Card thoughts: Obvious spring training photo, which is almost identical to one on his 1985 Topps Card. If you like to play detective, note that Jones cap on the previous card had his last name written under the bill. In this case, it's his number. Conclusion: Jones was considered more likely to make the team out of spring training the previous season.
The player: Al Jones is one of those players I have absolutely no recollection of, and he left only a tiny mark on the game of baseball.
Jones arrival in the majors was a bit of a fluke. He was drafted out of Alcorn State University, a small land grant university in Mississippi known more for producing pro football players (Jones is still the only baseball player ever drafted from the school). Despite his obscure background, Jones got the Sox’s attention by saving 22 games for their low-A affiliate in Appleton in 1983. He also went 11-1 and had an almost non-existent 0.93 ERA.
Jones was rewarded by jumping all the way from A ball up to the majors at the end of the season. He pitched 2 1/3 innings and gave up 1 earned run. The next season, Jones’ saw his most extensive in the big leagues. For a time, he was the White Sox closer and out of the 20 games he pitched that season, he finished 14 of them and got 5 saves . The year shown on this card, Jones broke with the club and was pitching well, with a 1.50 ERA, before being injured.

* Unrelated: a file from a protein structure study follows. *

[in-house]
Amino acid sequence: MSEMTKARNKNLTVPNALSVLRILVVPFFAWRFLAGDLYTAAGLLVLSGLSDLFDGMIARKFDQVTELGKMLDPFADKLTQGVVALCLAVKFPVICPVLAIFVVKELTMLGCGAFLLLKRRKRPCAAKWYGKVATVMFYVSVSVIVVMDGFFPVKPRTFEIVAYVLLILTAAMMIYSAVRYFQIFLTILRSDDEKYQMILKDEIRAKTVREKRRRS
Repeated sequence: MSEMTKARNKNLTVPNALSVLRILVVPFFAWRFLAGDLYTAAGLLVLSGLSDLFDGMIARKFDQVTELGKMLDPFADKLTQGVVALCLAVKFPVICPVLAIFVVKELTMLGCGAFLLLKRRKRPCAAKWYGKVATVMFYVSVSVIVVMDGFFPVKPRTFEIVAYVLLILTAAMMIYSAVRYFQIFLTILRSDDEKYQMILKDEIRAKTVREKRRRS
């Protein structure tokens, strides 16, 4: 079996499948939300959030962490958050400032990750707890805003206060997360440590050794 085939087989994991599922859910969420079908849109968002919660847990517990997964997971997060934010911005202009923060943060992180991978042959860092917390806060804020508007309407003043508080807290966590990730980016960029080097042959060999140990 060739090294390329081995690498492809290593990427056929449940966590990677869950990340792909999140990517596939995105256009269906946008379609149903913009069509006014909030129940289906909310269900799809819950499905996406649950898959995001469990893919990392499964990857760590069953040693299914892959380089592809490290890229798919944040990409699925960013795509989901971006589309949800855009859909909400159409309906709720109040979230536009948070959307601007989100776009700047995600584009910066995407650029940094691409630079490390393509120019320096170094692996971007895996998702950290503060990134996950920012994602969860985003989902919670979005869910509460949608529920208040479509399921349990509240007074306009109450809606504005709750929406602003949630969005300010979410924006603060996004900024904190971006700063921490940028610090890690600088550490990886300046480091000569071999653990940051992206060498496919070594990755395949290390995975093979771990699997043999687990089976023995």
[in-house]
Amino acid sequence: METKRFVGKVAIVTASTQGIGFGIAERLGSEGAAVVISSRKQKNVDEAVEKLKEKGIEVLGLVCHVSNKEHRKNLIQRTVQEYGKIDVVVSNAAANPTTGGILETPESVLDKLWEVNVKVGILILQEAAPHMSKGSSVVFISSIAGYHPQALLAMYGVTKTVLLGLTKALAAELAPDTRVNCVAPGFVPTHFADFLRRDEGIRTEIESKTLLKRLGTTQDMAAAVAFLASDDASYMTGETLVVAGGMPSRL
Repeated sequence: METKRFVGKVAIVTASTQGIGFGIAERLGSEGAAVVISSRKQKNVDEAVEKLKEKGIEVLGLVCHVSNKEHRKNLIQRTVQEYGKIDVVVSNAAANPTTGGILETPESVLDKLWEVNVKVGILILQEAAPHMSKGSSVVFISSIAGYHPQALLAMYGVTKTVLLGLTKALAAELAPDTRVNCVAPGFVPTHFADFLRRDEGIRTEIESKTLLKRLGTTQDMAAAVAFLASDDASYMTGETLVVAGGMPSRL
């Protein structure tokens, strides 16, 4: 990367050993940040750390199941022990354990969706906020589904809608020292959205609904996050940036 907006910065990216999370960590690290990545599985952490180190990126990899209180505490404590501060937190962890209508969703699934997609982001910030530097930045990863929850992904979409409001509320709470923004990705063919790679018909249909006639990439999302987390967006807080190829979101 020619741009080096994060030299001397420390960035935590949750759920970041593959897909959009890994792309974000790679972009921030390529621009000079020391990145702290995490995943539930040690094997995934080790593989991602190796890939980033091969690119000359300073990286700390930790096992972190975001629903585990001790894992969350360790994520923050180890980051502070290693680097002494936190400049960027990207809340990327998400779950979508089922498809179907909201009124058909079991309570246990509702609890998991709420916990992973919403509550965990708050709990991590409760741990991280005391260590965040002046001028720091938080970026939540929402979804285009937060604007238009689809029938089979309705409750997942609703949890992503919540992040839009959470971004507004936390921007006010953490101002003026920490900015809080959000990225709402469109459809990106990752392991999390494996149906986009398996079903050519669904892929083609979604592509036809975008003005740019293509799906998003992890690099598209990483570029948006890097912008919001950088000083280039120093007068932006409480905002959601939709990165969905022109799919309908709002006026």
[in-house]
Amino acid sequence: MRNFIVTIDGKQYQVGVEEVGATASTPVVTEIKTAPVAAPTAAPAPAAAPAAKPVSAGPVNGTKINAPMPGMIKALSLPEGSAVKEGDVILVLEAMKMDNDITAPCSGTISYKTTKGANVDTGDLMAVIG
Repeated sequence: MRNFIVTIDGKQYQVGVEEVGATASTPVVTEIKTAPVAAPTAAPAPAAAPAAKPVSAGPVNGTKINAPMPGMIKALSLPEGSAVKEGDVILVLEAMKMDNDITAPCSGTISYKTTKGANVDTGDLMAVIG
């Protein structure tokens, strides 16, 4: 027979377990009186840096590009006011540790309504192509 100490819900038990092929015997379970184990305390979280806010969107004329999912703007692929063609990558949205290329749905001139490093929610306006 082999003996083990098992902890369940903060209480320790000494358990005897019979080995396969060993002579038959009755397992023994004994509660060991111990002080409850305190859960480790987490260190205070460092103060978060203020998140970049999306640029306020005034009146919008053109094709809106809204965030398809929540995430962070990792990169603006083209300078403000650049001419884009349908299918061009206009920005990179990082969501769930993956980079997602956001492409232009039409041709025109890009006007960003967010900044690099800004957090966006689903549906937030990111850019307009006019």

Jones never made it back to the majors, and he spent time in the Brewers organization before pitching and coaching in the Chinese Professional Baseball League at some unknown date.
Rear guard: Homer Blankenship won only one game in his career, and he only pitched 13 innings the season he appeared with his brother. Ted was a little better, having been a rookie in 1922 like his brother. Ted had a 77-79 record over 9 years, with his best year being 1925 when he went 17-8 with a 3.03 ERA.
This date in baseball history: In his third major league at bat, Bobby Bonds hits a grand slam against the Dodgers in 1968.